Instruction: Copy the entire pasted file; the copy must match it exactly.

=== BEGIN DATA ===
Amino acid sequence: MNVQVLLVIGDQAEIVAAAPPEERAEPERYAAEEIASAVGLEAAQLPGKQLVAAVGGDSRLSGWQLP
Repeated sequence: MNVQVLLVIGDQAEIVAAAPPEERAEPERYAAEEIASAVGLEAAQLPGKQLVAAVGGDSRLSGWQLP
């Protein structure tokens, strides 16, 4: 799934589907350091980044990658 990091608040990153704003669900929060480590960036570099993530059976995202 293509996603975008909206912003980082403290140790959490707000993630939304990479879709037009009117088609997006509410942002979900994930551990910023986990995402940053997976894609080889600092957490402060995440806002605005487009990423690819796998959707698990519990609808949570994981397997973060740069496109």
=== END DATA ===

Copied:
Amino acid sequence: MNVQVLLVIGDQAEIVAAAPPEERAEPERYAAEEIASAVGLEAAQLPGKQLVAAVGGDSRLSGWQLP
Repeated sequence: MNVQVLLVIGDQAEIVAAAPPEERAEPERYAAEEIASAVGLEAAQLPGKQLVAAVGGDSRLSGWQLP
């Protein structure tokens, strides 16, 4: 799934589907350091980044990658 990091608040990153704003669900929060480590960036570099993530059976995202 293509996603975008909206912003980082403290140790959490707000993630939304990479879709037009009117088609997006509410942002979900994930551990910023986990995402940053997976894609080889600092957490402060995440806002605005487009990423690819796998959707698990519990609808949570994981397997973060740069496109």